The University of Bristol is one of the leading research universities in the UK, having an excellent national and international reputation in research, teaching and global discovery.  The University is committed to combining its excellence in research and innovation with a vibrant enterprise culture and is working with government, industry and other partner organisations to encourage the growth of knowledge-based business in the South West.
The Department of Biochemistry obtained the maximum 5*A rating in the last Research Assessment Exercise (RAE), whilst in the most recent assessment of teaching quality and student support, the Quality Assurance Agency (QAA) awarded the Department a score of 24 out of 24. Taken together, these make Bristol one of the two most highly-rated University Biochemistry Departments in the UK. More information can be found at
About the Wellcome Trust
The Wellcome Trust is the largest charity in the UK and the second largest medical research charity in the world.  It funds innovative biomedical research, in the UK and internationally, spending around €750 million each year to support the brightest scientists with the best ideas.  The Wellcome Trust’s Seeding Drug Discovery initiative aims to bridge the funding gap in early-stage drug discovery, assisting researchers in academia or companies to take forward projects in small molecule therapeutics that will be the springboard for further research and development by the biotech and pharmaceutical industry.  More information on the Wellcome Trust can be found at
Galapagos NV
Onno van de Stolpe, CEO
Tel: +31 6 2909 8028
University of Bristol
Sadia Haq, Enterprise Marketing Manager
Tel: +44 117 331 7631
This release may contain forward-looking statements, including, without limitation, statements containing the words “believes,” “anticipates,” “expects,” “intends,” “plans,” “seeks,” “estimates,” “may,” “will,” “could,” “stands to,” and “continues,” as well as similar expressions.  Such forward-looking statements may involve known and unknown risks, uncertainties and other factors which might cause the actual results, financial condition, performance or achievements of Galapagos, or industry results, to be materially different from any historic or future results, financial conditions, performance or achievements expressed or implied by such forward-looking statements.  Given these uncertainties, the reader is advised not to place any undue reliance on such forward-looking statements.  These forward-looking statements speak only as of the date of publication of this document.  Galapagos expressly disclaims any obligation to update any such forward-looking statements in this document to reflect any change in its expectations with regard thereto or any change in events, conditions or circumstances on which any such statement is based, unless required by law or regulation.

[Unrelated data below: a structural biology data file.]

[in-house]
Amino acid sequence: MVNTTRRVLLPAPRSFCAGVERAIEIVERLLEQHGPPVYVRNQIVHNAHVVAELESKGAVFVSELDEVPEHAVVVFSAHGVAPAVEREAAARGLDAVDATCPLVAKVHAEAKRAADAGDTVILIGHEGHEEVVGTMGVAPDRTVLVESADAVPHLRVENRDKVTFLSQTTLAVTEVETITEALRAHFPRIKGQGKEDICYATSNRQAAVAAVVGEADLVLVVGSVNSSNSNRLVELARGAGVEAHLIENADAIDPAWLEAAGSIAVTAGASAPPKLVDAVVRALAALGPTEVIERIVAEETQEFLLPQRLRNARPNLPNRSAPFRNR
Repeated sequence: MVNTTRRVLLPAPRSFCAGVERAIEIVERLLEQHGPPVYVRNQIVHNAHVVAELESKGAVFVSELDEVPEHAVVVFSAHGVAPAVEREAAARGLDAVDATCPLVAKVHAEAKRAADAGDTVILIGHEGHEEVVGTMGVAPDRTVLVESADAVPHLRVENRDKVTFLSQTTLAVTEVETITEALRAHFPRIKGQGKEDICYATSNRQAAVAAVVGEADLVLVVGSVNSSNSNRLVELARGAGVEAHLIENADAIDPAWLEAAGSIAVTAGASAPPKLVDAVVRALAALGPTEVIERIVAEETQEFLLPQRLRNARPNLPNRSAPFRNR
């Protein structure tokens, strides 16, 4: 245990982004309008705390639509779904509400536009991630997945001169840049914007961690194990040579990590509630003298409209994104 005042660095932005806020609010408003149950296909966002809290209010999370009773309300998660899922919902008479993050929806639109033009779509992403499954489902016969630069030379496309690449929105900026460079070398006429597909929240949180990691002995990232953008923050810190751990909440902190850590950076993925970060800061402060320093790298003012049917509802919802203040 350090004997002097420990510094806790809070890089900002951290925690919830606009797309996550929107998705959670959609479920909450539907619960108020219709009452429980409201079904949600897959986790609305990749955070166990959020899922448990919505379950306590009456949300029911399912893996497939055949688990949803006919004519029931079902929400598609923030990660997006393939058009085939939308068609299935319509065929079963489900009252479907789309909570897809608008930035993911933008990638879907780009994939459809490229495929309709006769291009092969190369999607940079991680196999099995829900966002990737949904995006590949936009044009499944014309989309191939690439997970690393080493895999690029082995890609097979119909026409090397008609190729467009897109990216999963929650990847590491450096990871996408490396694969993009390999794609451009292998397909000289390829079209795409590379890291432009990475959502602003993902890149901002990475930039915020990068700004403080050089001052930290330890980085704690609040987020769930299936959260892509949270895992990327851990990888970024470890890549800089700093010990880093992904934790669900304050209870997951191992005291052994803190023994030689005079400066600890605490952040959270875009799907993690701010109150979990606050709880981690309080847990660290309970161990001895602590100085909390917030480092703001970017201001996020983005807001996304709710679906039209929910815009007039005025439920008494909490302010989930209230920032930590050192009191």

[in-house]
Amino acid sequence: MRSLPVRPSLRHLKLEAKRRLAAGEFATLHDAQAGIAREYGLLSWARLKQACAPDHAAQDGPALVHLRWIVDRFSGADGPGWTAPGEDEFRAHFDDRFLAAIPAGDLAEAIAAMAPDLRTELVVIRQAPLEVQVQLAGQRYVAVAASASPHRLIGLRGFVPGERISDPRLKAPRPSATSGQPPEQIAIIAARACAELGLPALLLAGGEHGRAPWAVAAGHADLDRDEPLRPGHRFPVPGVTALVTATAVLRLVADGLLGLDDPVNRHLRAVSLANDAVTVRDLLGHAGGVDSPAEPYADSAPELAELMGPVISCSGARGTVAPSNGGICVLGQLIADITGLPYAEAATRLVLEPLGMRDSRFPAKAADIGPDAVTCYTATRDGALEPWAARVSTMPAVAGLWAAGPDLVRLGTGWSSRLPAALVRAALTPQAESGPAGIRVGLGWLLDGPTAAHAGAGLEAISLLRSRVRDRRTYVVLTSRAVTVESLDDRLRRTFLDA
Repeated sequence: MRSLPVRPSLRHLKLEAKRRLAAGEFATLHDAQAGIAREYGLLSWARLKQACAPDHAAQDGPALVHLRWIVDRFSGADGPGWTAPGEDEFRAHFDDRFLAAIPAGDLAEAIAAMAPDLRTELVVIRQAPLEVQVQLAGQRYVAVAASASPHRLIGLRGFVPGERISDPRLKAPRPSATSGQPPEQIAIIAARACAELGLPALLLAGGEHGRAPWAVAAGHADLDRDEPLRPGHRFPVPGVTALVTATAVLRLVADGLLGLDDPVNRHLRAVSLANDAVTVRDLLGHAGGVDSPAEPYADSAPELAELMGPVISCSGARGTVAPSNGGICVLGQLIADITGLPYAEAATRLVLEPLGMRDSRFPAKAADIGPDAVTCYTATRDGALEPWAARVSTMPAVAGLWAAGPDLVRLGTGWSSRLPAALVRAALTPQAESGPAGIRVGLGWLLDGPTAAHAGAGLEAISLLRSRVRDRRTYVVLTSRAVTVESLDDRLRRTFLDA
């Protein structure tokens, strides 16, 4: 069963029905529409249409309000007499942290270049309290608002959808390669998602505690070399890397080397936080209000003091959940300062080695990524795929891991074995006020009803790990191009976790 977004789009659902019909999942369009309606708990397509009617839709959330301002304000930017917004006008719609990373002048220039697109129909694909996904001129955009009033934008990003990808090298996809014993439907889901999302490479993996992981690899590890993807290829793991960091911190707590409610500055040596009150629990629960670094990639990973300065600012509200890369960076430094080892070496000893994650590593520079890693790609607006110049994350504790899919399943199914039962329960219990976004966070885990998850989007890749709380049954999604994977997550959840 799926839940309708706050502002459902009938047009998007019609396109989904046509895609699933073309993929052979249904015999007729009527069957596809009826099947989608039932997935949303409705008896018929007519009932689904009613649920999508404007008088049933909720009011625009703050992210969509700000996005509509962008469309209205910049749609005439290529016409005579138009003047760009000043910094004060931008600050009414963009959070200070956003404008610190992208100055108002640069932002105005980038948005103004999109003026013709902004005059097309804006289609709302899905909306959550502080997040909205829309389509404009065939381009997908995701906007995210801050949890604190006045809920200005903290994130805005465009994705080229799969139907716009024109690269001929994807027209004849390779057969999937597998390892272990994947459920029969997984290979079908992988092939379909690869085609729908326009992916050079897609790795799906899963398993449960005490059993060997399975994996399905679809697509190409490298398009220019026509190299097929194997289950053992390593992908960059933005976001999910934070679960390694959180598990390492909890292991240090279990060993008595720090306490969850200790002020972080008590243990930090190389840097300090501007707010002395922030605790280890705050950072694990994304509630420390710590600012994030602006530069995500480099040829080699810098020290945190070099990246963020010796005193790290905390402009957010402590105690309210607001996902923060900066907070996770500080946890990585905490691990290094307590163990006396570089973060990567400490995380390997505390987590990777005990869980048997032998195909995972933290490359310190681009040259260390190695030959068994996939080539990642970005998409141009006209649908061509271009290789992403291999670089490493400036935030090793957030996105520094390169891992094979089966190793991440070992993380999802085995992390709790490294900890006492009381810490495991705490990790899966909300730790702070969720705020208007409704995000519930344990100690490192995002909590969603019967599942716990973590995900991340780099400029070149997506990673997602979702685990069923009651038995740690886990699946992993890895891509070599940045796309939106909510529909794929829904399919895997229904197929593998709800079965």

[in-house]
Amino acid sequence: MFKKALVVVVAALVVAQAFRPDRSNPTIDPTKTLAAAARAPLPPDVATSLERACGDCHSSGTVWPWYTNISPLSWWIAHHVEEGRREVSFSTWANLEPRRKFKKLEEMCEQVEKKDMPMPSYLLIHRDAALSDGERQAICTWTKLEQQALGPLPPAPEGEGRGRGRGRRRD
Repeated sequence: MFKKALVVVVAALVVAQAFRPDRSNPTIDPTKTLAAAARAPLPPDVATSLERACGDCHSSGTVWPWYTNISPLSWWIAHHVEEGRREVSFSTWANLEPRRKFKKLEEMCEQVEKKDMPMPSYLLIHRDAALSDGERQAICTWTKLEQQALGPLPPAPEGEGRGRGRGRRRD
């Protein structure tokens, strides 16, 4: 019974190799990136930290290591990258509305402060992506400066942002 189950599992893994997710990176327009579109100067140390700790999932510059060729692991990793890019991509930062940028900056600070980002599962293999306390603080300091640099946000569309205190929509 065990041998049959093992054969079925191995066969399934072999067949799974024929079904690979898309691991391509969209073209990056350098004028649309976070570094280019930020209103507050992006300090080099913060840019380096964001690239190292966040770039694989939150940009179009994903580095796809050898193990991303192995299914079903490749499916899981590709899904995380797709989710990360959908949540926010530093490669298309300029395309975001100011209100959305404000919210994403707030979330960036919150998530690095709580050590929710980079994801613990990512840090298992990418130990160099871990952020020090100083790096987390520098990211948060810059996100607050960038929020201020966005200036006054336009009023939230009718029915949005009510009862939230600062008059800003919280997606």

Admensa(TM) is a trademark of Galapagos NV and/or its affiliates.

[1] ADME is the acronym for Absorption, Distribution, Metabolism, and Excretion: Meeting parameters against these four criteria is critical to the success of a pharmaceutical compound as a drug.